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With their new album, "All That You Leave Behind," U2 focuses on being a great rock 'n' roll band, say Bono and the Edge  

U2 rocks on with 'All That You Can't Leave Behind'

'Radical sound' on new album

DUBLIN, Ireland (CNN) -- When U2 puts out an album, fans know to expect the unexpected. The band takes pride reinventing its sound and its look. Its 10th and latest album, "All That You Can't Leave Behind," follows that philosophy.

It diverges from the band's previous three releases, which have more electronica-inspired songs. These days, says lead singer Bono, U2 is focused on just being a great rock 'n' roll band.

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"'All That You Can't Leave Behind' is really just about getting to the heart and soul of what our band is about, which is the four of us playing in a room together," he told CNN WorldBeat in an interview at his Dublin studio. Bono has been playing with guitarist the Edge, bassist Adam Clayton and drummer Larry Mullen Jr. since 1977.

"We've always tried to do different things with the sound of the band, but with this record we've tried to keep the essence of what it is to be a rock 'n' roll band at the forefront," the Edge said. "I suppose that is a radical sound because there's not that much of it out there."

But it's not straight rock, Bono cautions. The song "Elevation," for example, may be categorized as rock, but there's a hip-hop loop there too, he says.

Shocking yet simple

To get a fresh angle in this latest album, the band looked to some of its older tracks, the Edge notes.

"As a band, we thrive on a sense of discovery -- whether it's some kind of new technology to explore or a new sound," Edge said. "We've never been a band to use ideas over and over again.

"In this instance, the quite unusual thing is to actually start to use from the palette of guitar sounds that I've used in the past. We wanted it to be shocking, but in a simple way -- not trying too hard. ... Ironically going back to some earlier things seemed like it had those qualities."

"All That You Can't Leave Behind" is slated to hit store shelves in the United States on Tuesday -- outside the country the day before. It comes three years after "Pop," a techno-dance album that didn't reach the commercial success of prior efforts.

Yet don't call it that earlier album a flop, the Edge said.

"Somebody reminded me the other day that 'Pop' hit No. 1 in 26 countries," he said. "We've never ever had an album that's done that well on that level."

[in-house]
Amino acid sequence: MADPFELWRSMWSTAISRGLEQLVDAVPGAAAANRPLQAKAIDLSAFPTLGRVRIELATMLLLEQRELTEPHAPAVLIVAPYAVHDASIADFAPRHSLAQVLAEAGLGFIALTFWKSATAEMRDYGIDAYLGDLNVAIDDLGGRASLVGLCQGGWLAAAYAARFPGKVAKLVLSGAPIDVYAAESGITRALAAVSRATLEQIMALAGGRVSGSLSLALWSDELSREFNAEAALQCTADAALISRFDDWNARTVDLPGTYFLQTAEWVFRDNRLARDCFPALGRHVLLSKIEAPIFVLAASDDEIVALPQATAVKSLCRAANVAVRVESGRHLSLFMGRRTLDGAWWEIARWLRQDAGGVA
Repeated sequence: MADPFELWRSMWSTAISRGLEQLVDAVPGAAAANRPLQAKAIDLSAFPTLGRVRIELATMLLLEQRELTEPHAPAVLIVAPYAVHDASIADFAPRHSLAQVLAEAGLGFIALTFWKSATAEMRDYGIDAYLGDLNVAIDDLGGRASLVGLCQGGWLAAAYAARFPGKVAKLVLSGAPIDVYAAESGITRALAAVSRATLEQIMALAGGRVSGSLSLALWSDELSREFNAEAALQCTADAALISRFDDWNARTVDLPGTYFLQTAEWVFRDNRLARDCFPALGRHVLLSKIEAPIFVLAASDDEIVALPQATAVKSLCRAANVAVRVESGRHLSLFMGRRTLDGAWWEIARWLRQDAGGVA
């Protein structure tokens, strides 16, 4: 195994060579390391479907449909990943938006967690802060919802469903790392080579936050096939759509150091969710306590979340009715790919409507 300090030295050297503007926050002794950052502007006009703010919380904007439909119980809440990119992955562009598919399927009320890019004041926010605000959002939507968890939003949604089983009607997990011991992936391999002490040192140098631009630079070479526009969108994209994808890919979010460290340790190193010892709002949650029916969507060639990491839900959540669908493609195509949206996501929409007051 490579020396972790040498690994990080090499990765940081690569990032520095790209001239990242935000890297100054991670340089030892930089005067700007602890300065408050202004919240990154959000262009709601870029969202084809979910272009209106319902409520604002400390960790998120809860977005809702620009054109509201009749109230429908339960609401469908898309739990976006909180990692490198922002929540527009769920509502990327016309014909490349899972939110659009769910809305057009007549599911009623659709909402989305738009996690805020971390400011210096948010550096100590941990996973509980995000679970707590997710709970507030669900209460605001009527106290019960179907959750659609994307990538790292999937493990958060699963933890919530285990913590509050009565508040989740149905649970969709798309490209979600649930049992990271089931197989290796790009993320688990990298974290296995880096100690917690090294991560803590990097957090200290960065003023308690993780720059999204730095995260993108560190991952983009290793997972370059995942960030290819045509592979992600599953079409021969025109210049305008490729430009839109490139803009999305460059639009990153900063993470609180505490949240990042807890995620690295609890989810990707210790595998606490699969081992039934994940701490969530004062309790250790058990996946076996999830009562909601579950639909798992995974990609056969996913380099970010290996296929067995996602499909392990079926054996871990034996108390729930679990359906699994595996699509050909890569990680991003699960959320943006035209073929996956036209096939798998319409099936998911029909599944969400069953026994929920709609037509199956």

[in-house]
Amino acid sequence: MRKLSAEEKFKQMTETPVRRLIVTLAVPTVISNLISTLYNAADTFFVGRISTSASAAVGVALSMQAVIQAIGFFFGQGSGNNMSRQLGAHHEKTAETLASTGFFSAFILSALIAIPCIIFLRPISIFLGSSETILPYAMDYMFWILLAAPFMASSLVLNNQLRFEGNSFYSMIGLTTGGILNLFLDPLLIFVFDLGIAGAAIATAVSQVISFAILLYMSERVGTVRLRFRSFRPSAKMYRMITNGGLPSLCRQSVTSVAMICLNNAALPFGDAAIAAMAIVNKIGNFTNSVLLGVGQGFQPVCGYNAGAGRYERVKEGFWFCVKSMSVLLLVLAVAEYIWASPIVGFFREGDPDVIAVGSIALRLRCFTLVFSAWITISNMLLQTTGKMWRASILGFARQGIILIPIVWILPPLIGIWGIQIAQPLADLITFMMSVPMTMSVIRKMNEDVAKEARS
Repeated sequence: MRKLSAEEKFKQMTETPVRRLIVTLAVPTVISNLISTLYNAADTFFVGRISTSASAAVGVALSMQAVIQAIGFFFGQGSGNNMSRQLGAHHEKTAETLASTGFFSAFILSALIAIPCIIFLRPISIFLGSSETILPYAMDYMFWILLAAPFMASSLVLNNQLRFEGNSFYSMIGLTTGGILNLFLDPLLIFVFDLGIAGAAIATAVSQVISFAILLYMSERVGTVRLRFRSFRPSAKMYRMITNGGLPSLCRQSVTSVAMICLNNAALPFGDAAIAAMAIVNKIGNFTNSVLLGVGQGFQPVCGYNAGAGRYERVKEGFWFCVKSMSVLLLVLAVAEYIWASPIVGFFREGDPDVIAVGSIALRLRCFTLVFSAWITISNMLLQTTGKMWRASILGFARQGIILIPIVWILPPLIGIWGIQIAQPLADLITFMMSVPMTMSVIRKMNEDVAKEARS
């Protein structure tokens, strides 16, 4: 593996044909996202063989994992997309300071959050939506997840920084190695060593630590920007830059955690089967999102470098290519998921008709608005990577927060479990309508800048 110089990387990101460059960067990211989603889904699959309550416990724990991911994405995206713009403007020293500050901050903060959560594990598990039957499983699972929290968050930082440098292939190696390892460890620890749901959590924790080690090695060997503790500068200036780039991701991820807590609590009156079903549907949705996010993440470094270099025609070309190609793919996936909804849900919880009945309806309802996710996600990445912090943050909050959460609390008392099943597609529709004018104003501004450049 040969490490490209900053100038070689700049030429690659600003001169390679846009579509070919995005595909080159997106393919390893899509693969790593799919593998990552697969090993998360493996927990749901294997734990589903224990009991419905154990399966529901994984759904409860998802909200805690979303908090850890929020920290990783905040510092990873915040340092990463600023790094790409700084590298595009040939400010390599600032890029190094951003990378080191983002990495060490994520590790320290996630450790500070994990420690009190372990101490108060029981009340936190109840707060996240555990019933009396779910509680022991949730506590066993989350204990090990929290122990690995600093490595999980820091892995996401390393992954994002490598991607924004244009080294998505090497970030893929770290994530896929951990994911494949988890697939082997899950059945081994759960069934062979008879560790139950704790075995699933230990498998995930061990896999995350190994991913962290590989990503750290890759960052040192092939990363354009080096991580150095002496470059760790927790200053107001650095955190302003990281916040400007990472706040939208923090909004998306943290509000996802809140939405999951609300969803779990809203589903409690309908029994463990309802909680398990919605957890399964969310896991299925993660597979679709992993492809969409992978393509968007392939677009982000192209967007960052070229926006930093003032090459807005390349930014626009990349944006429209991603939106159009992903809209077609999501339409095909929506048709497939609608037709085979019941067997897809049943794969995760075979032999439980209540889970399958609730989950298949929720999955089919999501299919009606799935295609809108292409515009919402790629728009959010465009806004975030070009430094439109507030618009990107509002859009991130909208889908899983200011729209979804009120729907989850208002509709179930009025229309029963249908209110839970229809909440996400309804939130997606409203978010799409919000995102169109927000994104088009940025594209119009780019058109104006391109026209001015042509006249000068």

"I think what happened with 'Pop' was that it was part of a megatour and mega-album kind of thing, and we found ourselves rushing into the tour at a time when we should have been explaining to our fans why we were so interested in dance music and what we were doing."

Daniel Lanois and Brian Eno helped produced "All That You Can't Leave Behind." They pushed for "hard-hitting, up-tempo" tracks, Lanois said.


"We want this record to be something that people really listen to, rather than just have in their record collection."
— The Edge, U2 Guitarist

"Those guys have to hit the stage, they have to hit the road," he said in an interview in Los Angeles. "You know, when you hit the stage, what communicates and what doesn't. They need at least a few of the high-powered, driving songs for the tour -- so we were looking for those for a long time."

The tour to support the album is expected to begin in the United States this spring.

"We want this record to be something that people really listen to, rather than just have in their record collection," the Edge said.

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Bono and the rest of the group are expected to tour this spring  

"Rock bands, a lot of them, just burn themselves out by this stage. We haven't burned ourselves out. We're burning up with a lot of ideas in our heads, some unfinished business to attend to."
— Bono, U2 Lead Singer

The new record incorporates the socially conscious, politically charged lyrics that are a hallmark of U2 albums. Many of the band's songs deal with the violence in Northern Ireland between pro-British Protestants and pro-Republican Catholics.

"Sunday Bloody Sunday," from the album "War" (1983), and "Please," off "Pop" (1997), are just two examples.

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U2 headed for Charles de Gaulle airport in Paris to make the video for "Beautiful Day"  

On the new album, the song "Peace on Earth," stems from the 1998 car bombing in Omagh, Northern Ireland, that killed 29 people and set back the peace process.

So with a political agenda and creative urges still bubbling, members of U2 say they have no intention of retiring -- even after more than two decades of playing together.

"Rock bands, a lot of them, just burn themselves out by this stage," Bono said. "We haven't burned ourselves out. We're burning up with a lot of ideas in our heads, some unfinished business to attend to."

"Most groups, I think, would have been taking their foot of the gas at this point," the Edge said. "But we have the exact opposite instinct. We are flooring this rock 'n' roll band, and we're just interested to see where we will end up."



RELATED STORIES:
Salman Rushdie's words become U2 lyrics
January 22, 1999
U2 strikes $50 million deal for 'Best of' albums
September 8, 1998
Bono helps promote Belfast peace agreement
May 19, 1998
U2's new 'POP' culture
March 7, 1997

RELATED SITES:
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